Hey, Jean. The tips we share above should work for most kinds of medicines.
Best of luck!

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Michelle

I have tried everything and then some to get my dog to take pills. He simply will not– and I am a very experienced dog owner. What do I do when nothing on net and nothing vet suggested works?

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Ben Team

Hey, Michelle.

If nothing else works, you may want to try just grinding up the tablet and mixing it with food or something yummy (like peanut butter).
Just be sure to check with your vet first and make sure it’s safe to do so with the medicine in question.

My dog doesn’t like to take pills either, so I often use tiny little tomatoes. I get out three, and hide a pill in one of them. I then try to toss them to my pup in rapid succession, with the treat-containing tomato being the second one I give her. By tossing her something she loves really quickly, she has to just snatch them without thinking.

Best of luck!

Reply
Dan

In general, liverwurst isn’t bad for dogs, so much so that even veterinarians at times recommend its use. For instance, veterinarian Dr. … Rebecca also suggests trying liverwurst to get dogs to take their medication. She claims: “the best way I know to get a dog to take distasteful medication is to put it in liverwurst.Mar 28, 2020

Reply
Ben Team

Hey, Dan. Assuming there are no additives that dogs shouldn’t have in it (garlic, etc.), then the only issue would be the fat content. And once again, that’s not a problem for most dogs — just those who need to be on a low fat diet.
Thanks for sharing your thoughts!

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Tracy Gutierrez

Doctor I am helpless. I have done trick possible and Beans can smell the darn meds through everything. She needs her femmes for congestive heart failure. She only weighs 7 pounds so it’s hard to hold her head. I feel so hopeless. I truly don’t know what to do.

Reply
Ben Team

Hey, Tracy.
Sorry about your struggles! Have you asked your vet about having the medications custom compounded? It may cost you a bit of money, but a compounding pharmacist may be able to prepare the medication in a different form or add flavorings.

Reply
ken

You have never dealt with a sneaky Borzoi…lol

I can manually pill him but my 16 yr old doesn’t like to do that and he needs a pill in the afternoon before I get home.

-No longer will do cheese
-hates peanut butter (always has)
-refuses ground Duck or Rabbit (from Blue Ridge Beef) IF there is a pill inside…otherwise yummy
-Same result with hamburger
-If it is in his favorite treat…duck sausages ( I even drilled it out with the ice pick instead of splitting down
the side like a hot dog bun) he chews the treat and spits the pill out

Reply
Mary Ann

I am having the same issue with my foster American Bull Dog mix. She is on high alert with every food item given to her whether it be bowl or and and I have tried everything and she will now chew everything looking for a pill to be stuck in there. I have bought the bacon flavor pill wraps, hot dogs, ground beef, etc but now that she will chew everything, none of that works. I am going to pick up liver sausage but really think they may last a day or two before she catches on to that. Unfortunately, the standard opening her mouth and putting it in is not an option with her. Am going to try the liquid medicine next but I am not banking on that working at all.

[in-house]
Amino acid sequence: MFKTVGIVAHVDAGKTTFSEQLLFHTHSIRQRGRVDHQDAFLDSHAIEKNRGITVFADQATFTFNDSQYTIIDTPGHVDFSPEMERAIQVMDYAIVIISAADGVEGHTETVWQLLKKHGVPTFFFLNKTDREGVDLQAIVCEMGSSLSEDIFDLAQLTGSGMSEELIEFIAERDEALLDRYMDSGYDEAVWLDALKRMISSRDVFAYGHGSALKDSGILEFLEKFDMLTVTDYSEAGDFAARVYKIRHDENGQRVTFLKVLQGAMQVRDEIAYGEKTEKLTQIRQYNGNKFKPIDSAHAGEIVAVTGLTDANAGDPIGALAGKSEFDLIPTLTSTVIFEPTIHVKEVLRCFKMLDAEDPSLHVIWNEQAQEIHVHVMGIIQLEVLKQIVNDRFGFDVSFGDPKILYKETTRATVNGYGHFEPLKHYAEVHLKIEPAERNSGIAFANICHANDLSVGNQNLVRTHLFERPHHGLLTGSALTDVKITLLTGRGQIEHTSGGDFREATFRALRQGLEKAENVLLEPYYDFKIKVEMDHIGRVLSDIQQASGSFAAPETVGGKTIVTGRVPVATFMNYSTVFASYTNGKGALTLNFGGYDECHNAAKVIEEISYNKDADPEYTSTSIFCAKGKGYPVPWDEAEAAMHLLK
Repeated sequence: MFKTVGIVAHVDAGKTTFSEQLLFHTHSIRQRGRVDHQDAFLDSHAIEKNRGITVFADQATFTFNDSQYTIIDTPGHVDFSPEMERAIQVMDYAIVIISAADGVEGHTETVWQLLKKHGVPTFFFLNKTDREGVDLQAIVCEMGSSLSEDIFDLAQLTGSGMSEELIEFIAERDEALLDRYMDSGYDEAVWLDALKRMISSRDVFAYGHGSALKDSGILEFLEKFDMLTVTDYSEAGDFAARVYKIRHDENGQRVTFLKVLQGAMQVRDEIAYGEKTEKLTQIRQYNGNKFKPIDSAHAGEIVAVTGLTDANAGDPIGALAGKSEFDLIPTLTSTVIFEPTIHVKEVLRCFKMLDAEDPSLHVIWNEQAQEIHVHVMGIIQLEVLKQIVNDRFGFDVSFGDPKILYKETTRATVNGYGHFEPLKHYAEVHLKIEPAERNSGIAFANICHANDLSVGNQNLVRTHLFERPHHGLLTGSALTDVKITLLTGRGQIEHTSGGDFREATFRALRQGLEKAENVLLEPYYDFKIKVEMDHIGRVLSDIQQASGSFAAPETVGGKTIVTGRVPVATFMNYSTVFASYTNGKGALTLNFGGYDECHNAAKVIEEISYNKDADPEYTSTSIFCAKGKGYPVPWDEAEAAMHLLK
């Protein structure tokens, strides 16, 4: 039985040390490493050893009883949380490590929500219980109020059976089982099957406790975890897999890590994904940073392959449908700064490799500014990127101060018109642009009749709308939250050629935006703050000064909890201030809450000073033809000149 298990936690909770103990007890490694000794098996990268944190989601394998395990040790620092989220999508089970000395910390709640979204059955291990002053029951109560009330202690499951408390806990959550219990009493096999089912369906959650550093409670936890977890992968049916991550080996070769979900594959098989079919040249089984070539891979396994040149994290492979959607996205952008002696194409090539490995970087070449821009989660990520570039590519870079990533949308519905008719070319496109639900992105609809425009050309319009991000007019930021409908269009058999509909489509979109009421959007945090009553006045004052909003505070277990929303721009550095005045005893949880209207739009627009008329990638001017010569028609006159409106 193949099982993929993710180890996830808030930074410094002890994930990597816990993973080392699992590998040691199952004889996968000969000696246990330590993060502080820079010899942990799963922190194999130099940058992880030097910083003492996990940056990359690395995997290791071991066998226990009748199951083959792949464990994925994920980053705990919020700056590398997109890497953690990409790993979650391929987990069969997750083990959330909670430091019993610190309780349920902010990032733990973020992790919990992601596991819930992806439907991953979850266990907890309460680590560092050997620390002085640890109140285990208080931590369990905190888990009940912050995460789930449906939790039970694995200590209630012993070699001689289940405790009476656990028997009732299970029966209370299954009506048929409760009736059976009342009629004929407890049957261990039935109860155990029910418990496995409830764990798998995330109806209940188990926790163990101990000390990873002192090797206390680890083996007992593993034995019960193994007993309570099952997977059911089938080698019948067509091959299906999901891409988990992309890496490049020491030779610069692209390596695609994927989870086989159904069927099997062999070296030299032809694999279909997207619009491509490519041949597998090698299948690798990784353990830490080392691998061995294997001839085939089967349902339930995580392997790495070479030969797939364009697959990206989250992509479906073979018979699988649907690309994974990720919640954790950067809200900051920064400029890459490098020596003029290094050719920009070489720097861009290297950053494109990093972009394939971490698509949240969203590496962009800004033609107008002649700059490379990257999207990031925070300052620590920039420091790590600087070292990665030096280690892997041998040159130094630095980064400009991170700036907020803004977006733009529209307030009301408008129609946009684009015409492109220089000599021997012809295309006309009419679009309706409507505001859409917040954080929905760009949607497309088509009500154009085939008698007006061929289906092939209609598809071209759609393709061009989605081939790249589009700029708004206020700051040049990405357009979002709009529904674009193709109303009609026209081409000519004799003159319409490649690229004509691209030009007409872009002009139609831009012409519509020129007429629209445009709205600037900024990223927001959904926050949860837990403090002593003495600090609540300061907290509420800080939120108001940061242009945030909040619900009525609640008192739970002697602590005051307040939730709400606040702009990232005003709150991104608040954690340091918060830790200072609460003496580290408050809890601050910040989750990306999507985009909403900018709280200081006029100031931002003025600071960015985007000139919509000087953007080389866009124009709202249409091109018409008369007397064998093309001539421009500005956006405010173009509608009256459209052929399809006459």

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Rick kennedy

It is not a “hack”! For the love of God, please stop calling everything a damn hack.

These are techniques, methods, tricks, and plans. Calling it a hack diminishes the idea, makes you sound like a prepubescent douche bag and tends to make a large portion of your audience roll their eyes and groan.

Stop calling everything a hack and just dispense advice.

Reply
Ben Team

That’s an incredibly bizarre thing to get worked up about, but thanks for reading.

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Angela

Great job dealing with that response, it is in deed not something to get that worked up about! Perhaps someone pooped in his Cheerios that morning..!? But thanks anyways and good day to you all!

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Jim

My wiener dog and want to thank you for your information. It was easy for two old dogs to learn and understand.

Reply
Ben Team

Glad to help, Jim! And please tell your pup, “arf, woof, woof, arf.”

He’ll know what it means.
😉

Reply
Emory Griffis

My 85 lb American Bulldog developed an unseen radar when it came to avoiding taking her hidden medications. Problem solved by hiding the pills inside a small slice of cream cheese and then folding it over the pills.

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Mike McDonald

THANKS! MY DOG-OWNING FRIEND IS AT HIS WIT’S END.

Reply
Meg Marrs

You’re welcome! We’ve all been there. 😉

Reply